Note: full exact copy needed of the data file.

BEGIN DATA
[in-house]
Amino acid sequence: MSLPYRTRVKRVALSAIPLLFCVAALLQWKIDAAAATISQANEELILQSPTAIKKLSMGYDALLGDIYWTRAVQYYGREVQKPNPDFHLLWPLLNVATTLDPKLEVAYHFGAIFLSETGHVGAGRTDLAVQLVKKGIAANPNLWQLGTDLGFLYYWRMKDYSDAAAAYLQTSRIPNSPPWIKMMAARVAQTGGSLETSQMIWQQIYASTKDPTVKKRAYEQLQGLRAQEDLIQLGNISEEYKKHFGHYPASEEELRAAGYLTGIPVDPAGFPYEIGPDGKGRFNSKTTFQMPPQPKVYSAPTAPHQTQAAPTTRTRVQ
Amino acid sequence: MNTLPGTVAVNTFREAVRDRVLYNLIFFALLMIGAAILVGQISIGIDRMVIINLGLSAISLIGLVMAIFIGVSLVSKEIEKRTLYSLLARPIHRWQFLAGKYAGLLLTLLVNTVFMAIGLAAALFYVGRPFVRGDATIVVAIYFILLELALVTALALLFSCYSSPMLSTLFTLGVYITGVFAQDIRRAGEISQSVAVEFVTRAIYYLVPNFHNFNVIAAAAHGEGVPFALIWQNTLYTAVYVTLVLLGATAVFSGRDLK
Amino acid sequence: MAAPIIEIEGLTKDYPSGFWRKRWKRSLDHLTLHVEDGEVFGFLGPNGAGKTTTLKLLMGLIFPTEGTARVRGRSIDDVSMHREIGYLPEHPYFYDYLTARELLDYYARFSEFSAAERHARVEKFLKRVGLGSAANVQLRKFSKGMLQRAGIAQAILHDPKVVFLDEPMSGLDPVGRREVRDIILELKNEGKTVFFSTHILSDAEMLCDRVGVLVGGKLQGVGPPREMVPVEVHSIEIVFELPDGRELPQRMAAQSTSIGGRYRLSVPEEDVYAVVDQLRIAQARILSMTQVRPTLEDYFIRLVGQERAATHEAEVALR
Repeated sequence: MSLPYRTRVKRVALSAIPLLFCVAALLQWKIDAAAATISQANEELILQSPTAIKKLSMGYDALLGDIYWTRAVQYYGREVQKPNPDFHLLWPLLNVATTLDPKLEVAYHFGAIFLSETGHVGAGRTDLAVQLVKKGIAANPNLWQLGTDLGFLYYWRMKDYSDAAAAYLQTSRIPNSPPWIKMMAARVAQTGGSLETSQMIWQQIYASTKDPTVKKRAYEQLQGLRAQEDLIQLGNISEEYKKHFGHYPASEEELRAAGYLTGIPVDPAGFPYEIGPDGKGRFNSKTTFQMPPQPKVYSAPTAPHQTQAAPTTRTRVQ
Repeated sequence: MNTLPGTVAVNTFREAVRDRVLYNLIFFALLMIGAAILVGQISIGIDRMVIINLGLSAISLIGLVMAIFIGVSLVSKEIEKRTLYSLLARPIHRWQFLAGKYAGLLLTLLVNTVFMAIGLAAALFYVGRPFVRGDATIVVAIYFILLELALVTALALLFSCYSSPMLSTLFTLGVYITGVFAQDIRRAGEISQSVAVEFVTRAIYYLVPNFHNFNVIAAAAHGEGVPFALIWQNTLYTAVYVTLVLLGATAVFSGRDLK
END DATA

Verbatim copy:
[in-house]
Amino acid sequence: MSLPYRTRVKRVALSAIPLLFCVAALLQWKIDAAAATISQANEELILQSPTAIKKLSMGYDALLGDIYWTRAVQYYGREVQKPNPDFHLLWPLLNVATTLDPKLEVAYHFGAIFLSETGHVGAGRTDLAVQLVKKGIAANPNLWQLGTDLGFLYYWRMKDYSDAAAAYLQTSRIPNSPPWIKMMAARVAQTGGSLETSQMIWQQIYASTKDPTVKKRAYEQLQGLRAQEDLIQLGNISEEYKKHFGHYPASEEELRAAGYLTGIPVDPAGFPYEIGPDGKGRFNSKTTFQMPPQPKVYSAPTAPHQTQAAPTTRTRVQ
Amino acid sequence: MNTLPGTVAVNTFREAVRDRVLYNLIFFALLMIGAAILVGQISIGIDRMVIINLGLSAISLIGLVMAIFIGVSLVSKEIEKRTLYSLLARPIHRWQFLAGKYAGLLLTLLVNTVFMAIGLAAALFYVGRPFVRGDATIVVAIYFILLELALVTALALLFSCYSSPMLSTLFTLGVYITGVFAQDIRRAGEISQSVAVEFVTRAIYYLVPNFHNFNVIAAAAHGEGVPFALIWQNTLYTAVYVTLVLLGATAVFSGRDLK
Amino acid sequence: MAAPIIEIEGLTKDYPSGFWRKRWKRSLDHLTLHVEDGEVFGFLGPNGAGKTTTLKLLMGLIFPTEGTARVRGRSIDDVSMHREIGYLPEHPYFYDYLTARELLDYYARFSEFSAAERHARVEKFLKRVGLGSAANVQLRKFSKGMLQRAGIAQAILHDPKVVFLDEPMSGLDPVGRREVRDIILELKNEGKTVFFSTHILSDAEMLCDRVGVLVGGKLQGVGPPREMVPVEVHSIEIVFELPDGRELPQRMAAQSTSIGGRYRLSVPEEDVYAVVDQLRIAQARILSMTQVRPTLEDYFIRLVGQERAATHEAEVALR
Repeated sequence: MSLPYRTRVKRVALSAIPLLFCVAALLQWKIDAAAATISQANEELILQSPTAIKKLSMGYDALLGDIYWTRAVQYYGREVQKPNPDFHLLWPLLNVATTLDPKLEVAYHFGAIFLSETGHVGAGRTDLAVQLVKKGIAANPNLWQLGTDLGFLYYWRMKDYSDAAAAYLQTSRIPNSPPWIKMMAARVAQTGGSLETSQMIWQQIYASTKDPTVKKRAYEQLQGLRAQEDLIQLGNISEEYKKHFGHYPASEEELRAAGYLTGIPVDPAGFPYEIGPDGKGRFNSKTTFQMPPQPKVYSAPTAPHQTQAAPTTRTRVQ
Repeated sequence: MNTLPGTVAVNTFREAVRDRVLYNLIFFALLMIGAAILVGQISIGIDRMVIINLGLSAISLIGLVMAIFIGVSLVSKEIEKRTLYSLLARPIHRWQFLAGKYAGLLLTLLVNTVFMAIGLAAALFYVGRPFVRGDATIVVAIYFILLELALVTALALLFSCYSSPMLSTLFTLGVYITGVFAQDIRRAGEISQSVAVEFVTRAIYYLVPNFHNFNVIAAAAHGEGVPFALIWQNTLYTAVYVTLVLLGATAVFSGRDLK